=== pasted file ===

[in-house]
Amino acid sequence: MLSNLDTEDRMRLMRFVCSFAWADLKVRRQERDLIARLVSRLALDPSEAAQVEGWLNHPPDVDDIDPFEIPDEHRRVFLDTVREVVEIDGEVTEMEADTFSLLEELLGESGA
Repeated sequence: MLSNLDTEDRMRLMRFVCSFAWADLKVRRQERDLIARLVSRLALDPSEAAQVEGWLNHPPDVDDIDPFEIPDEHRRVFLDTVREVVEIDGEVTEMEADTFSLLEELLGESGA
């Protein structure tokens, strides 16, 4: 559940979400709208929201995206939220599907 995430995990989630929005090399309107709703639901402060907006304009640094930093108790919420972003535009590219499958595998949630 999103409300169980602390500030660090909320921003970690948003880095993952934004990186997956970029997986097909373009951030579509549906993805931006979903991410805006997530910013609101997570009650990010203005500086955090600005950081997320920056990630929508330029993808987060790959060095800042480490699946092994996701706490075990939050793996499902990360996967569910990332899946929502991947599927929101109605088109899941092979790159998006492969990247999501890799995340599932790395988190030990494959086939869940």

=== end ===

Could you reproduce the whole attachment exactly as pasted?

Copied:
[in-house]
Amino acid sequence: MLSNLDTEDRMRLMRFVCSFAWADLKVRRQERDLIARLVSRLALDPSEAAQVEGWLNHPPDVDDIDPFEIPDEHRRVFLDTVREVVEIDGEVTEMEADTFSLLEELLGESGA
Repeated sequence: MLSNLDTEDRMRLMRFVCSFAWADLKVRRQERDLIARLVSRLALDPSEAAQVEGWLNHPPDVDDIDPFEIPDEHRRVFLDTVREVVEIDGEVTEMEADTFSLLEELLGESGA
């Protein structure tokens, strides 16, 4: 559940979400709208929201995206939220599907 995430995990989630929005090399309107709703639901402060907006304009640094930093108790919420972003535009590219499958595998949630 999103409300169980602390500030660090909320921003970690948003880095993952934004990186997956970029997986097909373009951030579509549906993805931006979903991410805006997530910013609101997570009650990010203005500086955090600005950081997320920056990630929508330029993808987060790959060095800042480490699946092994996701706490075990939050793996499902990360996967569910990332899946929502991947599927929101109605088109899941092979790159998006492969990247999501890799995340599932790395988190030990494959086939869940």